From humble beginnings in a former slave jail in Richmond's Shockoe Bottom, Virginia Union University, formed by the merger of the Richmond Theological Society and the Wayland Seminary in the 1890s, has grown to occupy a sixty-five-acre site. Fueled by the efforts of northern philanthropists interested in providing an education for freed blacks, the school began an ambitious building campaign in 1897 that resulted in an outstanding collection of late Victorian collegiate architecture.
Their simultaneous construction between 1897 and 1901 and the use of identical rockfaced gray ashlar granite gave the Virginia Union buildings a consistent appearance, now blurred by later architecture. The designer of the original lecture hall, dormitory, dining hall, library, chapel, and residences for college officials was John H. Coxhead, a New Jersey native, who later designed hospitals and barracks for the army and air force between the world wars.
Rising above this urban campus is the carillon of the most extraordinary structure of the Virginia Union buildings: the library (1939, Victor Bourgeois, Leo Stijenen, and Henry Van de Velde; 1941, reconstruction, Hugo van Kuyck), which was built as the Belgian Pavilion for the 1939 New York World's Fair. Bourgeois and Stijenen designed the structure under the direction of Henry Van de Velde, an important early proponent of modernism and an early figure in the German Werkbund. The steel-frame building, designed on a U-shaped plan, was clad with brick, tiles, slate, and glass. It had elements of the International Style but with far more texture than is typical. The pavilion was originally intended to be moved to a university in Belgium after the fair, but this reuse was prevented by the outbreak of war in Europe. Instead, it was dismantled in New York and reassembled in Richmond (in a somewhat modified configuration) under the supervision of Hugo van Kuyck. The fabric of the building is symbolic of areas of Belgium: red tiles from Flanders, glass from Wallonia, and black slate from the Ardennes. Bas-relief panels by O. Jespers, H. Puvrez, and A. Dupagnes depicting culture and trade with the Belgian Congo and the international trade of Belgium serve as the principal decoration of this modernist structure.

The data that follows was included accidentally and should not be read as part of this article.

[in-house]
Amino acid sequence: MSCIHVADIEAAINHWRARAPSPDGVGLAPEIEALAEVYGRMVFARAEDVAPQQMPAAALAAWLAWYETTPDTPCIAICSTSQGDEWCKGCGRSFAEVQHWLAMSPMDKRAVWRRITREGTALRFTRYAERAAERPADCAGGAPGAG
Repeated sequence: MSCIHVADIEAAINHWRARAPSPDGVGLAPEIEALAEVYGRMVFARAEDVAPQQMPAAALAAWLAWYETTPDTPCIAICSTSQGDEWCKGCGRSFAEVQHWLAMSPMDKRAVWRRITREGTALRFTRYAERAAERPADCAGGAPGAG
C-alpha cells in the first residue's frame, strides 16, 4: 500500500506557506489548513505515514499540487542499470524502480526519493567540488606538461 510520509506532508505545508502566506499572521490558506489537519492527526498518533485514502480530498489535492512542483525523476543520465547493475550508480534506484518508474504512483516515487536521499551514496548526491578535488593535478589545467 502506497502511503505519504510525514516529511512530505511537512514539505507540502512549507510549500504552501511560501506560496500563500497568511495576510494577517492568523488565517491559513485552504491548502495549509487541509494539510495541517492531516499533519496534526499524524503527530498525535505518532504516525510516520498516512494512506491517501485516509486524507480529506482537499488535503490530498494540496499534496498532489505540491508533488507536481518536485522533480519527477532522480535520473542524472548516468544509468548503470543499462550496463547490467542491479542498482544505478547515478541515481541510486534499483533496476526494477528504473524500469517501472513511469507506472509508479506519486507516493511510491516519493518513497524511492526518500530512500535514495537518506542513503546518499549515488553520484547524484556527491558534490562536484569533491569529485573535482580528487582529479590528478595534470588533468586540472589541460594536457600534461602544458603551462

The addition of the L. Douglas Wilder Library and Learning Resources Center (1994–1997, Livas Group) marks the return to the gabled and gray stone block flavor of the original Victorian structures at Virginia Union if not their elegance or significance. They are postmodern in style with large gable roofs, the stone only a thin veneer over a steel structural cage.